Corporate Opportunity


A corporate opportunity refers to any business opportunity that may benefit a corporation. The corporate opportunity doctrine governs the legal responsibility of directors, officers and controlling shareholders in a corporation, under the duty of loyalty, not to take such opportunities for themselves without first disclosing the opportunity to the board of directors of the corporation and giving the board the opportunity to decline the opportunity on behalf of the corporation. If this procedure is violated, and a corporate fiduciary takes the corporate opportunity anyway, then the fiduciary has violated its duty of loyalty, and the corporation will be entitled to a constructive trust of all profits obtained from the wrongful transaction.

Illustrative case law

See, e.g. Guth v. Loft, Inc., 5 A. 2d 503 (Del. Ch. 1939) and Broz v. Cellular Info. Sys. Inc., 673 A.2d 148 (Del. 1996):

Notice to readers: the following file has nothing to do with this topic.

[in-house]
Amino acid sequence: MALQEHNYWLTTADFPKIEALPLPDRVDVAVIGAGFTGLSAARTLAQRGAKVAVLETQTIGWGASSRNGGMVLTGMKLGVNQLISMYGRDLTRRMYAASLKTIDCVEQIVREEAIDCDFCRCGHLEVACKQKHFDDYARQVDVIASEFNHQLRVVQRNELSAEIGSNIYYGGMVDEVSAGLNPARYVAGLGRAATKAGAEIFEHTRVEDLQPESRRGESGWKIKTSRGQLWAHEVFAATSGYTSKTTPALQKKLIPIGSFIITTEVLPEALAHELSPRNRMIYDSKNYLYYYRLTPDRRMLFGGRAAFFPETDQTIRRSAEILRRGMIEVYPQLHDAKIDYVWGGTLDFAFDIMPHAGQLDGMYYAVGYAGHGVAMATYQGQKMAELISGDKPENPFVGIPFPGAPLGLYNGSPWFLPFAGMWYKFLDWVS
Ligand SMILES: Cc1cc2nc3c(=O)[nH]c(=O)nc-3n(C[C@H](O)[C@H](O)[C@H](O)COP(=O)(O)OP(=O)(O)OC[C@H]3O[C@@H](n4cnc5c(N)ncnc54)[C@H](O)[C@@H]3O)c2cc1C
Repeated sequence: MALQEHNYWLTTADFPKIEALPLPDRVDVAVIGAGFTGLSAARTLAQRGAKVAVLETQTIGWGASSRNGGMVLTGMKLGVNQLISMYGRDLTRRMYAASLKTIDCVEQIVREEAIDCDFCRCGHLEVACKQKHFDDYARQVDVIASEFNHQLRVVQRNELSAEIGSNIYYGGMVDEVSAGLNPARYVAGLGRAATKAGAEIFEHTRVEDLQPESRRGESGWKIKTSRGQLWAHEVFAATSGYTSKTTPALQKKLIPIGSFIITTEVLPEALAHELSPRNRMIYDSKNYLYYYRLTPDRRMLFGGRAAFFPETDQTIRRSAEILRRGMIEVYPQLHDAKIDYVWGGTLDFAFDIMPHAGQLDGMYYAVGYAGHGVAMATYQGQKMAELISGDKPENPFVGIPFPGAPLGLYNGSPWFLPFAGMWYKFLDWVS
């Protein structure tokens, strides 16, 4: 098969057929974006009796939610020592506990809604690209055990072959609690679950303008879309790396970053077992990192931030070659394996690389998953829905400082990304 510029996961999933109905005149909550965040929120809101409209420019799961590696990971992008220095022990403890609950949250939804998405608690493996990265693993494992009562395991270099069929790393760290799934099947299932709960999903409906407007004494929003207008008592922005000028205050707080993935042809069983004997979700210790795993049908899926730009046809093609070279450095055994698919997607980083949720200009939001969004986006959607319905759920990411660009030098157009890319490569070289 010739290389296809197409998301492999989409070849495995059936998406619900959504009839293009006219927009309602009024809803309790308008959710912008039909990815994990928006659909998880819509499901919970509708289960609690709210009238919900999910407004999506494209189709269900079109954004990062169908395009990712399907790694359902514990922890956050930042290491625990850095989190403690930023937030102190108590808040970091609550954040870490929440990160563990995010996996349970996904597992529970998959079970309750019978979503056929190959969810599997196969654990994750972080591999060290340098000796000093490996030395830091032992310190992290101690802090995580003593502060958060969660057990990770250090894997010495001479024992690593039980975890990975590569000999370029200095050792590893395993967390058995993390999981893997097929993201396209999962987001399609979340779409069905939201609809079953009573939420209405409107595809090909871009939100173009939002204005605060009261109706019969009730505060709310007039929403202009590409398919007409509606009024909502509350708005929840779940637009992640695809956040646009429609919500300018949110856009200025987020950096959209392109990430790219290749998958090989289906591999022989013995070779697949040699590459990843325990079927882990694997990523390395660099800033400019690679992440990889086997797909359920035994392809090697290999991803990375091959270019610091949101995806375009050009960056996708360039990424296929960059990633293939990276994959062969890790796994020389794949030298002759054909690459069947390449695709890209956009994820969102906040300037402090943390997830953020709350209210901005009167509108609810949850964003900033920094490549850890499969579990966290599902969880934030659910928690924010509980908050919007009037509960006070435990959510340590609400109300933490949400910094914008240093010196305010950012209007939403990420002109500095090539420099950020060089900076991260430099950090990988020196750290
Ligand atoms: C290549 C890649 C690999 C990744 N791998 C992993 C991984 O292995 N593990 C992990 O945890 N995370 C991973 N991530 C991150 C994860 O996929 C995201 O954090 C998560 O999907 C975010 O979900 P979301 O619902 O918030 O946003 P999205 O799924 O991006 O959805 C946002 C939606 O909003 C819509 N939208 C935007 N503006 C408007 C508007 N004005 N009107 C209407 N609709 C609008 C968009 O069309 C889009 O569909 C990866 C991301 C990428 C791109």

". . . a corporate officer or director may not take a business opportunity for his own if: (1) the corporation is financially able to exploit the opportunity; (2) the opportunity is within the corporation's line of business; (3) the corporation has an interest or expectancy in the opportunity; and (4) by taking the opportunity for his own, the corporate fiduciary will thereby be placed in a position inimicable to his duties to the corporation. The Court in Guth also derived a corollary which states that a director or officer may take a corporate opportunity if: (1) the opportunity is presented to the director or officer in his individual and not his corporate capacity; (2) the opportunity is not essential to the corporation; (3) the corporation holds no interest or expectancy in the opportunity; and (4) the director or officer has not wrongfully employed the resources of the corporation in pursuing or exploiting the opportunity. Guth, 5 A.2d at 509."

See also In re eBay, Inc. S'holders Litig., 2004 Del. Ch. LEXIS 4 (2004).

See also